Reference : The social dimension of animal health surveillance system: an interdisciplinary appro...
Scientific congresses and symposiums : Unpublished conference/Abstract
Life sciences : Veterinary medicine & animal health
http://hdl.handle.net/2268/138679
The social dimension of animal health surveillance system: an interdisciplinary approach of social pressure in the process of disease reporting in Northern Thailand.
English
Binot, Aurélie [CIRAD > UR AGIRs > > >]
Valeix, Sophie [CIRAD > UR AGIRs > > >]
Kovitvadhi, Attawit [Kasetsart University, Thailand > Faculty of Veterinary Medicine > > >]
Antoine-Moussiaux, Nicolas mailto [Université de Liège - ULiège > Département de productions animales > Biostatistique, économie, sélection animale >]
Duboz, Raphaël [CIRAD > UR AGIRs > > >]
Timilsina, Mohan [Asian Institute of Technology, Bangkok, Thailand > > > >]
Kasemsuwan, Suwicha [Kasetsart University, Thailand > Faculty of Veterinary Medicine > > >]
Peyre, Marisa [CIRAD > UR AGIRs > > >]
Dec-2012
Yes
International
First Technical Workshop of the Participatory Epidemiology Network for Animal and Public Health (PENAPH)
du 11 décembre 2012 au 13 décembre 2012
Chiang Mai
Thailande
[en] In the framework of the CIRAD REVASIA research program, aimed at the improvement of methods for the evaluation of animal health surveillance systems, a interdisciplinary approach has been designed for addressing surveillance‘s social factors at local level. To that purpose, methodological inputs from epidemiology, economics and anthropology have been merged together in order to provide an innovative methodological pathway for the assessment and quantification of these factors at community level.
Regarding the onset of the desired interdisciplinary approach, the first step was to bring the researchers into several brainstorming sessions aimed at defining a shared scientific and operational objective for this study. It was decided to settle two field sites in two different political, economical and social contexts: one in Vietnam and one in Thailand. Then, the next step was to bring all the concerned researchers into a common workshop dealing with participatory approaches applied to epidemiology. One of the main outcomes was to allow for the handling by the investigators of basic participatory investigation and visualization tools (mapping, diagrams, proportional piling, etc.) and qualitative data gathering. Then, the two field inquiry’s protocols were designed on the economical process at play in the field of livestock and animal health and the social and socio-­‐political dynamics at the community level. This communication will focus on the Thailand study, showing how an anthropology-­‐based study of the social, economical and political process in the community can highlight behavior rules in the context of animal diseases reporting.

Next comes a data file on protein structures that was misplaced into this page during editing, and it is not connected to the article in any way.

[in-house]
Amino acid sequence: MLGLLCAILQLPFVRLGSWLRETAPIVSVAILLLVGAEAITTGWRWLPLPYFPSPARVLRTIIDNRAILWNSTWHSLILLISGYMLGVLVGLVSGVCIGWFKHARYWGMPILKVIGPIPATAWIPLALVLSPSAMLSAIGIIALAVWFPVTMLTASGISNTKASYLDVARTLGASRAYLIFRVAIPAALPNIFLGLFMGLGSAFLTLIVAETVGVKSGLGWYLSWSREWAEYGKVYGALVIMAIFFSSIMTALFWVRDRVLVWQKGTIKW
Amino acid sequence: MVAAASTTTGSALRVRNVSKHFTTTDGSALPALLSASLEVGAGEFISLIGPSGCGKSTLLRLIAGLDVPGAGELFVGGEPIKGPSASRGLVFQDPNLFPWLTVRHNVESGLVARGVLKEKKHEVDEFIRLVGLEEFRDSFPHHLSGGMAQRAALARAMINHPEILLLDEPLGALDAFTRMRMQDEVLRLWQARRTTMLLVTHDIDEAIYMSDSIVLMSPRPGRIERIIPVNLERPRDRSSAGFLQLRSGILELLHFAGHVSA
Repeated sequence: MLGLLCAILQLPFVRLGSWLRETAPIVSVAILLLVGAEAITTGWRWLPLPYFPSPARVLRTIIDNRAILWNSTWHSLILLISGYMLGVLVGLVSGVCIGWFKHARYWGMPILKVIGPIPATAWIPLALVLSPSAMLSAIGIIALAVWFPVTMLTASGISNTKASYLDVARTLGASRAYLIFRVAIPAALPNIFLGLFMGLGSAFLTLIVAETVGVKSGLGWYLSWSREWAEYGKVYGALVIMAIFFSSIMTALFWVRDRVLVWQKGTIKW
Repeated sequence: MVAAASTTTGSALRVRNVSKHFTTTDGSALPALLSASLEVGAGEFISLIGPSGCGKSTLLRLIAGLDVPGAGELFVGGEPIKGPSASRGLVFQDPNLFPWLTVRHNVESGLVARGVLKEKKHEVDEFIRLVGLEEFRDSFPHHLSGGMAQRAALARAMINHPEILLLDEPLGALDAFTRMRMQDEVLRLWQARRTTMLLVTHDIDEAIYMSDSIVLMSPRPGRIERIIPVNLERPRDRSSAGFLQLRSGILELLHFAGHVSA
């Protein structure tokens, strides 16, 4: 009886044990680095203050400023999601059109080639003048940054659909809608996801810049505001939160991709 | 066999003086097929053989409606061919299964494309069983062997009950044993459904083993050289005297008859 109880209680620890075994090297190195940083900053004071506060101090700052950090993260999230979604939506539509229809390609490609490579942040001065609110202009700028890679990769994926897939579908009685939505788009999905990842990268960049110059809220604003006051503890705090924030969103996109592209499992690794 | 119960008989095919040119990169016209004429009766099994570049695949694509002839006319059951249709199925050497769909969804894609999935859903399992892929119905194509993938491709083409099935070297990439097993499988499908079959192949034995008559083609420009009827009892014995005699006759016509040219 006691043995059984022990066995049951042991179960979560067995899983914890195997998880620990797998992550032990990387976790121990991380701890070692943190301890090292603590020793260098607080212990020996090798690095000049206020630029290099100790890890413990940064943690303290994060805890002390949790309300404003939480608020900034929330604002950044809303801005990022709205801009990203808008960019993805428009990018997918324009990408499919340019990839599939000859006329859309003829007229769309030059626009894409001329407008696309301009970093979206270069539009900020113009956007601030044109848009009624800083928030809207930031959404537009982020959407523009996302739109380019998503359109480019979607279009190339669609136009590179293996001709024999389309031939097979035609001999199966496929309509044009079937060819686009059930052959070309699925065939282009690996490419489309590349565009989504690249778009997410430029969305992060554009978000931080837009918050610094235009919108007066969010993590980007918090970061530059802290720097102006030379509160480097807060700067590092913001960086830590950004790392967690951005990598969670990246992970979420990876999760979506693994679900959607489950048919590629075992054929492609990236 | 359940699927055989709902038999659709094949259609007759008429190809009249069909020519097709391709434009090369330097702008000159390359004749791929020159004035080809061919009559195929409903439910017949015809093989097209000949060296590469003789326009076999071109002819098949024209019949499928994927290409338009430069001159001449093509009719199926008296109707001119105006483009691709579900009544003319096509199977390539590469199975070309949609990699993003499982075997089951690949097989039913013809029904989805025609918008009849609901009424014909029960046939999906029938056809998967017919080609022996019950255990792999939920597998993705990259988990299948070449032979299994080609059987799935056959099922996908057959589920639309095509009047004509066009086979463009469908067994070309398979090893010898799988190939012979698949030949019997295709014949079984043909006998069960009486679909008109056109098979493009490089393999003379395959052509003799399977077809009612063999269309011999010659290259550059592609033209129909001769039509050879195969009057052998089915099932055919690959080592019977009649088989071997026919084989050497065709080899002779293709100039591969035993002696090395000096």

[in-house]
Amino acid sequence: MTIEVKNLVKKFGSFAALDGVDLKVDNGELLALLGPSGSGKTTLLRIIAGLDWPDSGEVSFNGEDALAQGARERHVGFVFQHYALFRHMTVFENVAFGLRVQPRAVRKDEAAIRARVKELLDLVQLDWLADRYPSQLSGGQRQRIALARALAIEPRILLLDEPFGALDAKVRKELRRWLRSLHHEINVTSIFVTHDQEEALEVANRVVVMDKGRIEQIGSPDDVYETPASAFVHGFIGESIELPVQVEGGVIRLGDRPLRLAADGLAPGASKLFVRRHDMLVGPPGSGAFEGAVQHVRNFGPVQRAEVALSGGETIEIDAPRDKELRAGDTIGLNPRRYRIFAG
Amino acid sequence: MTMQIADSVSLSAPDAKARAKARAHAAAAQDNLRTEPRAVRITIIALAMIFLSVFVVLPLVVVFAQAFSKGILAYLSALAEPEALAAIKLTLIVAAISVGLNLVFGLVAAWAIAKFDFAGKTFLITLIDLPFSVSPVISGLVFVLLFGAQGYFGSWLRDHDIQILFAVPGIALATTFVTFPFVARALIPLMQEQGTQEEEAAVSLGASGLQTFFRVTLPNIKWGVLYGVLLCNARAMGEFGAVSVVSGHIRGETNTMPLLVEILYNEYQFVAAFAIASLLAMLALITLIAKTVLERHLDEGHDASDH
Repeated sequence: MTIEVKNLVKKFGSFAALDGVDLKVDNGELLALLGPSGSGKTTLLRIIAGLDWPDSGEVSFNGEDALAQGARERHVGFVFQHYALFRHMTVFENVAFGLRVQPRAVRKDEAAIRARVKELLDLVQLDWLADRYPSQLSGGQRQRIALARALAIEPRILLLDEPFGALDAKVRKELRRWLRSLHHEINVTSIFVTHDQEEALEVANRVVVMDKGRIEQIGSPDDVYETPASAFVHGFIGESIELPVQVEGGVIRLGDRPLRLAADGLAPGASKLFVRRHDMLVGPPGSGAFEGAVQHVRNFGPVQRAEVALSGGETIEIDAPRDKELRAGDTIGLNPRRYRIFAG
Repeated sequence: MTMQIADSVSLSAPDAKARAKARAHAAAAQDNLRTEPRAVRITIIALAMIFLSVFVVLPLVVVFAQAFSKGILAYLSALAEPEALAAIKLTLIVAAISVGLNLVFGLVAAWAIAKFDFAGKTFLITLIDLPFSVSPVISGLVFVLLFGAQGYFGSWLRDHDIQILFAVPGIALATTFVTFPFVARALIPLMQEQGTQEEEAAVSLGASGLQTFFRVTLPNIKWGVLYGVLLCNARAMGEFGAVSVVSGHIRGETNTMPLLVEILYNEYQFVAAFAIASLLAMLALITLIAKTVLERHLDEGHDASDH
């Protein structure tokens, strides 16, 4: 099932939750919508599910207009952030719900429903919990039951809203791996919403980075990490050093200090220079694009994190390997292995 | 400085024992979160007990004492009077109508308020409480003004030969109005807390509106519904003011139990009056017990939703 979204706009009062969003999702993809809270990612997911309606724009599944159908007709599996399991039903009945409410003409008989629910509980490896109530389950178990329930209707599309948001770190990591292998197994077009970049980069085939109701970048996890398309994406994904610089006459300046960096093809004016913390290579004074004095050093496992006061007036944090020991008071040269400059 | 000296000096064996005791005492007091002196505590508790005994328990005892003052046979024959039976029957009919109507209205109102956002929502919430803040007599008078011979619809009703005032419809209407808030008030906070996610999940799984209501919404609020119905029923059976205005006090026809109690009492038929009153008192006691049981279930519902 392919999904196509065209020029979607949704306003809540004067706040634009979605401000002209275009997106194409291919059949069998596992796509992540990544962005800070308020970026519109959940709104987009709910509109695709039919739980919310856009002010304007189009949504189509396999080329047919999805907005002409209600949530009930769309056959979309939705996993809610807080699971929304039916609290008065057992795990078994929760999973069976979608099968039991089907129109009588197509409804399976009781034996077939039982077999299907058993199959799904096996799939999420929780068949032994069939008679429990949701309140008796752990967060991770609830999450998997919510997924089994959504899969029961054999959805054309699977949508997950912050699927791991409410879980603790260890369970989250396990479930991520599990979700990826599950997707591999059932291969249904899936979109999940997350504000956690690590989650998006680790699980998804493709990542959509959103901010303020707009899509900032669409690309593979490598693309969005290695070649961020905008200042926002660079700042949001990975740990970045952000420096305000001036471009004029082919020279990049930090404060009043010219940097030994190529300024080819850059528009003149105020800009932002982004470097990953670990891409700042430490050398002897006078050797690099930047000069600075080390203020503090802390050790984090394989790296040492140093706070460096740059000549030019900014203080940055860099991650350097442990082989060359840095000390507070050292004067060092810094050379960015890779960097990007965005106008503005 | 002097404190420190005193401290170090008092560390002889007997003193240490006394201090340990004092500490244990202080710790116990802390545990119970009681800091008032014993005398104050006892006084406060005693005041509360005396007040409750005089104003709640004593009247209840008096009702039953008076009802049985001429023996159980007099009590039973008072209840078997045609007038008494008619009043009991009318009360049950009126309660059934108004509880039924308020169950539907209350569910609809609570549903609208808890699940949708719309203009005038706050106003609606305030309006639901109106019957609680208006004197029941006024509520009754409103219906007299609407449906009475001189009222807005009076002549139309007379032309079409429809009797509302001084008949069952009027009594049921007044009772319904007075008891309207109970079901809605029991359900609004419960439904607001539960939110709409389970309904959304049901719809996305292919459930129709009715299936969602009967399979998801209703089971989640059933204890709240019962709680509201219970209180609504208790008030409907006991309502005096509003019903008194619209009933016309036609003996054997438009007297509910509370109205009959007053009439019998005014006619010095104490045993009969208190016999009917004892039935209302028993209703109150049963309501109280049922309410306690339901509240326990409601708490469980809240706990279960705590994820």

Indeed, the decision-­‐making process for reporting or not reporting a disease has been considered beyond the individual, as the result of a body of community influences referring to social factors. Thus, we have gone through a better understanding of (1) the community’s functioning patterns, (2) power relationships at play and social stakeholders’ networks and interactions (economical stakes, land tenure issues, political control etc.). In parallel, we showed some trends for health management practices and knowledge. The outputs of this study were an analysis of the social pressure that the stakeholders are subjected to in the framework of animal health management, a better understanding of the animal health information spreading scheme, and a typology of social stakeholders regarding surveillance. The research process, even if focusing on social and anthropological dynamics at play was interdisciplinary from the very beginning, merging together qualitative participatory investigation methods from sociology and economics, modeling and computer sciences, and epidemiology. Thus, pathways of individual motivation for reporting, based on social types, have been provided in order to highlight behavior rules associated to animal health surveillance systems.
http://hdl.handle.net/2268/138679

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